• Woman worrying about the kids as she rides up the elevator and tries to compose herself for the interview
  • Woman struggling to maintain her calm after a bad interview and figure out what she’s going to do now that she lost this job opportunity.

Sequels one and three are probably short, because there’s not a lot there to hash out. Three is probably pretty minor and might be just one line, such as, “Please don’t let them do anything crazy in the next hour so I can get through this.”

Sequels two and four are likely longer, because they deal with bigger emotional issues and the results of those scenes are more impactful. Sequel four is probably the largest of them all, because everything in this chapter has been building to this moment, and we’d want to show the full emotional impact that this will have on her.

Sequels follow scenes from the technical standpoint, even though some of them might be so small they’re one or two lines in the middle of two smaller actions. Most writers write them instinctively, because it’s the natural progression of the action.

(Here’s more on emotional reactions)

Why Writers Struggle with Sequels


I think writers have problems with sequels when they think of them as scenes. They try to add the elements of a scene (GCR) and end up forcing a scene that isn’t needed and doesn’t work into a story.

Sequels are just reactions and how the character processes what just happened. They’re a lot like transitions—they link two scenes and two goals. It helps to think of them as the way to hand off one scene to the other. Action—reaction—decision—action.

Any questions about scenes or sequels? 

Looking to improve your craft? Check out one of my books on writing: 

In-depth studies in my Skill Builders series include Understanding Conflict (And What It Really Means), and Understanding Show Don't Tell (And Really Getting It). My Foundations of Fiction series includes Planning Your Novel: Ideas and Structure, a self-guided workshop for planning or revising a novel, the companion Planning Your Novel Workbook, Revising Your Novel: First Draft to Finished Draft, your step-by-step guide to revising a novel. 

A long-time fantasy reader, Janice Hardy always wondered about the darker side of healing. For her fantasy trilogy The Healing Wars, she tapped into her own dark side to create a world where healing was dangerous, and those with the best intentions often made the worst choices. Her novels include The Shifter, Blue Fire, and Darkfall from Balzer+Bray/Harper Collins. The Shifter, was chosen for the 2014 list of "Ten Books All Young Georgians Should Read" from the Georgia Center for the Book. It was also shortlisted for the Waterstones Children's Book Prize, and The Truman Award in 2011.

Janice is also the founder of Fiction University, a site dedicated to helping writers improve their craft. Her popular Foundations of Fiction series includes Planning Your Novel: Ideas and Structure, a self-guided workshop for planning or revising a novel, the companion Planning Your Novel Workbook, Revising Your Novel: First Draft to Finished Draft, your step-by-step guide to revising a novel, and her Skill Builders Series, Understanding Show Don't Tell (And Really Getting It), and Understanding Conflict (And What It Really Means).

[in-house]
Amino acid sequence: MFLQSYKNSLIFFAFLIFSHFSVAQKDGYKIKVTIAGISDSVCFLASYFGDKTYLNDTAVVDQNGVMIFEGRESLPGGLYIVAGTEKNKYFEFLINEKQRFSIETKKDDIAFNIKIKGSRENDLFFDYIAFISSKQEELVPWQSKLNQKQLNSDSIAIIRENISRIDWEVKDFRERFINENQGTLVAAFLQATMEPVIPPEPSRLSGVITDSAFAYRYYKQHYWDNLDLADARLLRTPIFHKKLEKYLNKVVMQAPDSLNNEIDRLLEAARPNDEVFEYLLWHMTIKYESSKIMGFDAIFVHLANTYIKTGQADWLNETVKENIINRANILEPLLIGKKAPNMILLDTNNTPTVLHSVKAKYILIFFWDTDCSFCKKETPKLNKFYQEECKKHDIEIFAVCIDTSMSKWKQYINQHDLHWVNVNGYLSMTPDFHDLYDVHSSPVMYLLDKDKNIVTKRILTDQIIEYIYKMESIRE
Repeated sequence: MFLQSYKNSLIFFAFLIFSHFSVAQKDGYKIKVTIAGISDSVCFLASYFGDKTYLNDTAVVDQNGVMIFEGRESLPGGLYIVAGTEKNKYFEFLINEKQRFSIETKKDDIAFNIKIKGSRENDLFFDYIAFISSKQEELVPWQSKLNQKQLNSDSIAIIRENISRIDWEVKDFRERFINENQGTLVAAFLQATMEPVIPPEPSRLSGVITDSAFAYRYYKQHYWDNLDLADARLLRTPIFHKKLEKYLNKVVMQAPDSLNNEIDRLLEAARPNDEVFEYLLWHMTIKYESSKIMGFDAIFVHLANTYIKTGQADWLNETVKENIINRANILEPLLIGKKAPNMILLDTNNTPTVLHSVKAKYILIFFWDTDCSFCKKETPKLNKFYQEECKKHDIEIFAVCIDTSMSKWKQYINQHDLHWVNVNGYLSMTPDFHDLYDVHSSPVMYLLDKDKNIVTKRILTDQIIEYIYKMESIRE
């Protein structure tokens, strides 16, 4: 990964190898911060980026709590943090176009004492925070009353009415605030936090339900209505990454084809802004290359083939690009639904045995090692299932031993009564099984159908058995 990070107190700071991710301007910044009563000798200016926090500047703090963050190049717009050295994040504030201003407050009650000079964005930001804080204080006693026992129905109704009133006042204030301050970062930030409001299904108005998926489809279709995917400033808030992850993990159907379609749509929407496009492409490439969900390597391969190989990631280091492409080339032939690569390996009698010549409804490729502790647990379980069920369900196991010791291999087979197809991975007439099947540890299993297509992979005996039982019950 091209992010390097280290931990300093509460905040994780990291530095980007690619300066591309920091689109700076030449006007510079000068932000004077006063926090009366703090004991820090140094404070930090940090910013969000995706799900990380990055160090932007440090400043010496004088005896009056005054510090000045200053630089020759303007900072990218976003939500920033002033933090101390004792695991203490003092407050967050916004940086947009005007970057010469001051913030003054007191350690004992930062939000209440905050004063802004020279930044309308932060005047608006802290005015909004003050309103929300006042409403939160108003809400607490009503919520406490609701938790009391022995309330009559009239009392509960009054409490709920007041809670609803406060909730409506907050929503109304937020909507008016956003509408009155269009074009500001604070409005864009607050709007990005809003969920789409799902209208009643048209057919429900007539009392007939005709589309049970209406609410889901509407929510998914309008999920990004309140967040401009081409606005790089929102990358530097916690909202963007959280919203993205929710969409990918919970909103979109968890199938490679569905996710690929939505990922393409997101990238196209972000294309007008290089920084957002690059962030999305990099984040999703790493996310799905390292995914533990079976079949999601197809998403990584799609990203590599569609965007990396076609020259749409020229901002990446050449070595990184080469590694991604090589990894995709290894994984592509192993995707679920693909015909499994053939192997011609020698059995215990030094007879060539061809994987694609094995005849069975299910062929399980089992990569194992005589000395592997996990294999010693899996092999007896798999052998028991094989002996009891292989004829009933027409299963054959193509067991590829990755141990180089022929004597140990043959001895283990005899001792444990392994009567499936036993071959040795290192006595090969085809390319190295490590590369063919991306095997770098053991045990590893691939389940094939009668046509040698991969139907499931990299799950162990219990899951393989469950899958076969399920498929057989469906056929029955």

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4 comments:

  1. YES! Thanks Janice. This has been very helpful for me. You said, "I think writers have problems with sequels when they think of them as scenes" That’s no doubt true in my case.
    So it seems like, as you read a book, you are either in a scene or you are not. And if you're not in scene, you might be in internal monologue, or summary, or exposition, perhaps flashback.
    Does this sound about right? And as relates to our discussion here, can we say that sequel part of the “you are not in a scene” category?
    Somehow I think my confusion about scene and sequel is part of this larger question of the different forms of narrative technique.
    In a way it seems like a writer approaches the page with a hand of cards. And a big part of writing is deciding which card to play. I’m not talking about character, plot, theme, etc. I’m thinking more about the cards of narrative technique, or narrative choices.
    One of the cards would be scene, I imagine. Another card might be summary. The sort of cards you might use when you’re actually banging out the story.
    I almost wish (I do wish) someone would deal me a hand of cards and say, okay, write your first draft with these. But something manageable – five cards, say. No more than that. Okay, six, or whatever. : )


    ReplyDelete
    Replies
    1. You're always in a scene. Internal monologue and exposition and even a sequel are all part of the scene. Scenes are the building blocks that make up a book.

      Think of the scene as the framework of a particular part of the story. Everything that happens in that scene all work together to pursue the goal, deal with the conflict, and decide what to do next.

      The sequel is the end of the scene, and the transition to get to the next scene or the next goal in that scene.

      Structurally, a book breaks down like this:

      Book -- chapter -- scene -- paragraph -- sentence -- words.

      Words make up the sentences, sentences make up paragraphs, paragraphs make up scene, scenes make up chapters, chapters make up the book.

      All the "writing stuff" and techniques go into that to create those words and write the story. Exposition is part of the scene, same as dialogue or foreshadowing. A flashback may or may not be it's own scene. Some flashbacks are snippets within a scene, others have their own goal-conflict-stakes to show.

      All the tools of writing are used to craft the scene, and the scenes make the book as a whole.

      Does that make sense?

      Delete
  2. Good explanation. I’ve been trying to apply this in the past, but I was unclear on some of the details. Thx.

    ReplyDelete
  3. Thank you for an excellent post.

    Should a sequel always follow its scene immediately? Can I write, for example, a second scene set in another location in another POV, before writing the sequel to the first scene?

    ReplyDelete